Hope this post didn't suck and confuse everyone!

I would like reemphasize Mr. Karr's translation of 'shodan.' It is our belief that shodan signifies the first rank of "dedicated/serious" student. When aikido becomes a part of the student, rather than something he or she does.

...that being said, our teacher has the standing statement "after shinsa shurio is called at the conclusion of a yudanhsa test, a piece of the testing candidate's soul should be left on the mat" (that's a MAJOR paraphrase, but the idea is still there, I hope)

peace
A

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Old 09-22-2009, 11:14 AM   #22
Phil Van Treese
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Re: Test Passing Standards - What is it?

Standards??? There are 2 standards I have. 1) is that the knowledge backs up the rank and NOT the rank backing up the knowkledge. I, as I have said before, never tell a student, or students, that they're testing. Either they know it or they don't. I look for what they know and sometimes I give them a situation that they haven't had. Then I watch and see how they do. Everyone learns at a different pace so promotions will also come at a different pace. The 2nd standard is that they earn the rank. I am promoting 2 students tonight---1 to sankyu and the other to yonkyu. Took them a little longer to get there but they EARNED it. That's a standard that has no compromise---rank has to be earned and the knowledge has to be there to justify the rank.
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Old 09-22-2009, 12:57 PM   #23
Gorgeous George
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Re: Test Passing Standards - What is it?

I agree with Tarik (that the person grading's reputation is at stake when awarding grades) and Bratzo (that no one ever fails).

I have a lot of respect for my sensei, but some of the people he's graded - and i saw their gradings - are not worthy of the grade (in my opinion); he himself is an excellent aikidoka, so i know he's not incompetent - i just don't know why he awarded the gradings. Perhaps it's like has been mentioned: a sense of obligation after having them perform in front of the class...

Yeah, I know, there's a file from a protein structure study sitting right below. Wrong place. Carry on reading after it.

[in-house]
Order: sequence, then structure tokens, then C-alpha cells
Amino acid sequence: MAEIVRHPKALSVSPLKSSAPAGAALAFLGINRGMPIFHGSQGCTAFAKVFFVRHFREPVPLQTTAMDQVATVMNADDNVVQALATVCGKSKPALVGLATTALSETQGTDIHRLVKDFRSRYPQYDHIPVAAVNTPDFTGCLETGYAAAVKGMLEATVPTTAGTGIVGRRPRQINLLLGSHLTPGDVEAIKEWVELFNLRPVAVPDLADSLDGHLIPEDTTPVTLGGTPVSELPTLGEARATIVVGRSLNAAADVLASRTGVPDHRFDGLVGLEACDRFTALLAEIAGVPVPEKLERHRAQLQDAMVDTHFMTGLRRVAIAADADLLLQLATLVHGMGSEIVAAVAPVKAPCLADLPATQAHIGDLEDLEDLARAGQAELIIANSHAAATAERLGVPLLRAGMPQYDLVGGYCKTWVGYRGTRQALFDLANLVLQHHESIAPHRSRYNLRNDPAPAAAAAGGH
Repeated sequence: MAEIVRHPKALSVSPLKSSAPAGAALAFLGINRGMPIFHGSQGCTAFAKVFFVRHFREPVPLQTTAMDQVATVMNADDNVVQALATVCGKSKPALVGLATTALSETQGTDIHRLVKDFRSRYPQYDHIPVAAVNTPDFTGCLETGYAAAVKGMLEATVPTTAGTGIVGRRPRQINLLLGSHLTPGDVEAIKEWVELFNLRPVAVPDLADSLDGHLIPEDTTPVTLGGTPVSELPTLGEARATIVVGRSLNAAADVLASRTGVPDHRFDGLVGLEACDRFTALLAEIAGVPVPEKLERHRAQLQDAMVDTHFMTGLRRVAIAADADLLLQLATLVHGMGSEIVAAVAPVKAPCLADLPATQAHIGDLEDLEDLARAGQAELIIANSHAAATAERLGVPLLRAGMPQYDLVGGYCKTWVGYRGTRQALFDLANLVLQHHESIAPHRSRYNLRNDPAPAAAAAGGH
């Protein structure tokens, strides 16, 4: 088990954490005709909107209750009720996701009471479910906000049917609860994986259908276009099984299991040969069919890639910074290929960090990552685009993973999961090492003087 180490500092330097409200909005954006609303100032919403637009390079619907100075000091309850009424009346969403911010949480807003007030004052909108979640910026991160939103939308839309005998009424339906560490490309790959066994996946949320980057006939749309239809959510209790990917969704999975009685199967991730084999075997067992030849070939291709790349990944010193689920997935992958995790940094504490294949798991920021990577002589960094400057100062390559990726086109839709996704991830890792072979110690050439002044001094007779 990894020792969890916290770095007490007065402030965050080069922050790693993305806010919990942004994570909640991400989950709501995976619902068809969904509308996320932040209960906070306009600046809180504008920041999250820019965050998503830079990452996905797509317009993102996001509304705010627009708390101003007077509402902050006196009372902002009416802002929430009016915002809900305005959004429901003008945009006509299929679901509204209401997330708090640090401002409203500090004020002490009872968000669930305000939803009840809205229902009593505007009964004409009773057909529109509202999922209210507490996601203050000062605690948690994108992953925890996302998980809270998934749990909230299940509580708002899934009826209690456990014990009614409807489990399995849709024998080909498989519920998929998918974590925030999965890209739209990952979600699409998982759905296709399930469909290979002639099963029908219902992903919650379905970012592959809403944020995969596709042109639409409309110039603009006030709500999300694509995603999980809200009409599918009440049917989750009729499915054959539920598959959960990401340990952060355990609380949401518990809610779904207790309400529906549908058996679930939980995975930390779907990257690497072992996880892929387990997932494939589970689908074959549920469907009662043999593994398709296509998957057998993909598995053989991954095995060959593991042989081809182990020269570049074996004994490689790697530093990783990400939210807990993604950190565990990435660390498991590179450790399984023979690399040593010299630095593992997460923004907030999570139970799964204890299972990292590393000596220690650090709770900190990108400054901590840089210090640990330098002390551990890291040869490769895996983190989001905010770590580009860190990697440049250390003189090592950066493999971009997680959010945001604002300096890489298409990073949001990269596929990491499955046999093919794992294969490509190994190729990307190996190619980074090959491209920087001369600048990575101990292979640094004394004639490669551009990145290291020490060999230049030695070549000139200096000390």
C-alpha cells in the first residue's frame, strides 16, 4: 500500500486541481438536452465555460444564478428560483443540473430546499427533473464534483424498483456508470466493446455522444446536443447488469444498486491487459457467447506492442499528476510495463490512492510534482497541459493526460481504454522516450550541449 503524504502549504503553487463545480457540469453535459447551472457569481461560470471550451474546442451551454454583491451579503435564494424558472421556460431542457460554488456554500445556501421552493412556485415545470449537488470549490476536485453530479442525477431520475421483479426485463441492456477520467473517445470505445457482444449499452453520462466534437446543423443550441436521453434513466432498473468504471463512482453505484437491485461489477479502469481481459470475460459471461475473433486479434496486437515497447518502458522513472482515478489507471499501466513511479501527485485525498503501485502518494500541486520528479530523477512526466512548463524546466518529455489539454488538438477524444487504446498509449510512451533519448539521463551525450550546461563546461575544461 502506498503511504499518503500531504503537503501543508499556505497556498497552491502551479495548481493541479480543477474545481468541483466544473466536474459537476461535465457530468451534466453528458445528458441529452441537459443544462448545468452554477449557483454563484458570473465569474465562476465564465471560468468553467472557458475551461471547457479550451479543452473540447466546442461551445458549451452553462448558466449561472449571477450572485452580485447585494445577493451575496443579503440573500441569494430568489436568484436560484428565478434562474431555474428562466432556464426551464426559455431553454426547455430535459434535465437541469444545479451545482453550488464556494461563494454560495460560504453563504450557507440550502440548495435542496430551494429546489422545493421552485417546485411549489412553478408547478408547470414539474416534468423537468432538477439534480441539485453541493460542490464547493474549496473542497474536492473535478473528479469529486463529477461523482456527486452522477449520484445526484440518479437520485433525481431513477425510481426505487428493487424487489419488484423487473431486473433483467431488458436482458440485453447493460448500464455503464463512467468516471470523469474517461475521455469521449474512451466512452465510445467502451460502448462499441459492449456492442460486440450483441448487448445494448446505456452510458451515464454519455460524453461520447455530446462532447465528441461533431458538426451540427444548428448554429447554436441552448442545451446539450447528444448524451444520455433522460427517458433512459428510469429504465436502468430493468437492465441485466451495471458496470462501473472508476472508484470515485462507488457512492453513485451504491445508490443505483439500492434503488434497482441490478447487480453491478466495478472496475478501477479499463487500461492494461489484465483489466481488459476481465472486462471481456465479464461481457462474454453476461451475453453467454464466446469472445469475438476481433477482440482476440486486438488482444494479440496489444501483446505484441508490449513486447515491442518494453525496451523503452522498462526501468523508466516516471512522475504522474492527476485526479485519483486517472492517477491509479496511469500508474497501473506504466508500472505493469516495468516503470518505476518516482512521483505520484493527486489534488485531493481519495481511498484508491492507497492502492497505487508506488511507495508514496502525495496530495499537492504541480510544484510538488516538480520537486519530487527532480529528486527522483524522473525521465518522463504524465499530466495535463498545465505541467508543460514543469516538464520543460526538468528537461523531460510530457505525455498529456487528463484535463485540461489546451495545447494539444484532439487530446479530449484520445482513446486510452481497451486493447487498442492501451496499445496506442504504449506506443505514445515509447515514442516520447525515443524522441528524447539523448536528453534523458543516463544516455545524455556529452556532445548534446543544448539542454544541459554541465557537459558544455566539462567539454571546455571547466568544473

In my opinion, footwork is key in aikido, so if footwork is lacking/non-existent, then the technique is inadequate; seeing these people grading who have inadequate footwork is galling to me - it's a poor reflection on a great aikidoka that such people are graded. If you aren't able to perform the footwork, or suwari-waza due to bad knees, or not being limber enough, or whatever, then you aren't adequate enough to progress through gradings, simple as that - that's the point of a grading (in my opinion): there are certain things in aikido which, if you can perform, you are awarded a grade to 'prove'.

Also: my first post, so hello to everyone.
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Old 09-22-2009, 01:38 PM   #24
mjhacker
 
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Re: Test Passing Standards - What is it?

We don't "test" for rank in my family. I do test students, but the test is every day. There is no "pass/fail" formal examination, but we do invite students to demonstrate to share their practice with their peers and loved ones.

I am authorized to promote as high as 2 grades below my own. Sensei trusts me with this, and it is a reflection of my judgment and understanding of the art. Like Tarik said, whom I promote, and on what grounds, it is a reflection on me, not on the student. As such, it is also a reflection on my teacher.